She was brought to the Center for Illegal Immigrants, a sprawling brickcomplex outside Francistown that houses hundreds of immigrants awaitingdeportation. They are given three meals a day, a blanket to sleep on and aride to the Zimbabwe border. Some Zimbabweans are so flattered by thetreatment they beg to stay at the compound. In Zimbabwe, they say, they willonly suffer.

"All of the industries have closed. We don't have work," says Tlou, waitingto be deported.

Edmora Banda, a surprisingly cheerful 20-year-old who is well-known amongimmigration officials, was also waiting to be deported - for the eighth time.

On his most recent stay, he found a job at a brick-making factory inFrancistown, earning 20 pula, about $5 a day, a fraction of what a Botswanacitizen would demand but a fortune in Zimbabwe, where he earned $10 a month asa gardener.

He has sent his savings back home to support his parents, two brothers andthree sisters. When authorities deport him again to Zimbabwe, he'll do just ashe has done in the past.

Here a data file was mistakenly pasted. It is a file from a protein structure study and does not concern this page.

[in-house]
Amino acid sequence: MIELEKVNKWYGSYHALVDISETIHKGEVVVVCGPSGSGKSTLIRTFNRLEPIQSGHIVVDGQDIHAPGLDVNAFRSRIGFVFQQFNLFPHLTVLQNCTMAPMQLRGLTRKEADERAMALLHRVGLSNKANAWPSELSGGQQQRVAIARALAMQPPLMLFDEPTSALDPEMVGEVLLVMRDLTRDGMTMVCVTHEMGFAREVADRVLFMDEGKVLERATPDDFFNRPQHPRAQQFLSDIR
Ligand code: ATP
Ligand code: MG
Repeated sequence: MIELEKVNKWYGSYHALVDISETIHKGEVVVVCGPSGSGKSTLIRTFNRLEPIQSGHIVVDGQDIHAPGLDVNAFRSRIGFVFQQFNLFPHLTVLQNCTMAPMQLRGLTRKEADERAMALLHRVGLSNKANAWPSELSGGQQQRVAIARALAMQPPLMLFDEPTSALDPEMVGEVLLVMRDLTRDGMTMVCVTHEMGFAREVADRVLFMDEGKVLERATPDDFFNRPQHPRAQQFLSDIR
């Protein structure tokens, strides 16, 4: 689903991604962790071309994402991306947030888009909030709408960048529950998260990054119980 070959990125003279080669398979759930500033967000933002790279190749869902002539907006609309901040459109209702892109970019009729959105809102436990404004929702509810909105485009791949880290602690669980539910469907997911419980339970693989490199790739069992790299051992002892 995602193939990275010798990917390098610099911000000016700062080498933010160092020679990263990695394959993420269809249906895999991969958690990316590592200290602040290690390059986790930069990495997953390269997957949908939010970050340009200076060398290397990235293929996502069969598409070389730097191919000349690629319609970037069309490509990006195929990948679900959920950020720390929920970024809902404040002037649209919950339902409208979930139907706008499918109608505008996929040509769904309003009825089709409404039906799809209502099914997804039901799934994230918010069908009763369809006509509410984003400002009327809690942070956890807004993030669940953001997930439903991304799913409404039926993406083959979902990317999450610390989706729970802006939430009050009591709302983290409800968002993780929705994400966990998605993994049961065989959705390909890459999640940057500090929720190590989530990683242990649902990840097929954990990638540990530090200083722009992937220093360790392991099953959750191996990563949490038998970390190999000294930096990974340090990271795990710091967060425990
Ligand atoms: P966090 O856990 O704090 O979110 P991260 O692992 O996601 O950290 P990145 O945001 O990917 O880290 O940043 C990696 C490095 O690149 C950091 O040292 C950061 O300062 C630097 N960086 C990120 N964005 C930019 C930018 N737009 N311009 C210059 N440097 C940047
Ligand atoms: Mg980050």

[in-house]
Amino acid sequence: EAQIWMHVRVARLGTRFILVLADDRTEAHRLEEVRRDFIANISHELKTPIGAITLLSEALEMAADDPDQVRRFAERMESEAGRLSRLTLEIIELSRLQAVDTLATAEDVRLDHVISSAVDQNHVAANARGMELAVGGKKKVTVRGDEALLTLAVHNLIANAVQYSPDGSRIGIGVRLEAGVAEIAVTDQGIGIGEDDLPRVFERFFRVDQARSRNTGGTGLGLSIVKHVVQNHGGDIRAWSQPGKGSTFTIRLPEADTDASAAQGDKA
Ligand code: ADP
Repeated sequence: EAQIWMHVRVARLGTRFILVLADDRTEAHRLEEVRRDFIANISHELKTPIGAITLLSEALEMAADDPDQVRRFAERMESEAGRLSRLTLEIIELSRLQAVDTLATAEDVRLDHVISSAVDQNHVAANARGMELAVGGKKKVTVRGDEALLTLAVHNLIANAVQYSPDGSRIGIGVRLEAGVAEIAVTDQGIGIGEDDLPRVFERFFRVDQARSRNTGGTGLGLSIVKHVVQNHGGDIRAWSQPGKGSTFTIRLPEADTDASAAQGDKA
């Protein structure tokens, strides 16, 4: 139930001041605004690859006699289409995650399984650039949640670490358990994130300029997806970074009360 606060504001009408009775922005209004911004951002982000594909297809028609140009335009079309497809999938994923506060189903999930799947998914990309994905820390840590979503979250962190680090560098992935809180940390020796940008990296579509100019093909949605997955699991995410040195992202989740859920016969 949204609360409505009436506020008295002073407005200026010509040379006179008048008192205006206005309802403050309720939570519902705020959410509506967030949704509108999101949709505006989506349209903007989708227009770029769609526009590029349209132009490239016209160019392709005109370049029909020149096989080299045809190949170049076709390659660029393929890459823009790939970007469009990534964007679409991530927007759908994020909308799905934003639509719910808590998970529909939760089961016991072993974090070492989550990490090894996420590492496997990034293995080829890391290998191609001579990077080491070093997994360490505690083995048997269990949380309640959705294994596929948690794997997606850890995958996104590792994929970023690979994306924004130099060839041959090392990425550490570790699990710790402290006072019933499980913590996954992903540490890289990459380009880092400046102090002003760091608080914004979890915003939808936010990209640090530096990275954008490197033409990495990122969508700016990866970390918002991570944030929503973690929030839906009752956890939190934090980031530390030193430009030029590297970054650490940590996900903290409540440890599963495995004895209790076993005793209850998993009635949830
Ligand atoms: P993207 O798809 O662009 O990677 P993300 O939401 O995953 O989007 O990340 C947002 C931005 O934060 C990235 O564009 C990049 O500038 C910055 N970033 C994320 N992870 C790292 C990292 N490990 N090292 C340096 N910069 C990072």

"By tomorrow afternoon, I will be back," he promises.

Darling of the West

From the Zimbabwe side of the fence, Botswana beckons like a promised land.As the world's largest producer of gem diamonds, Botswana has one of thefastest-growing economies. Combined with a government that embraces multipartydemocracy, exercises prudent fiscal policies and polices corruption, Botswanahas become a darling of the West, a model for other African nations to follow.

No one knows how many illegal immigrants from Zimbabwe live here, butauthorities estimate at least 1 million. So far this year, more than 36,000Zimbabweans have been deported.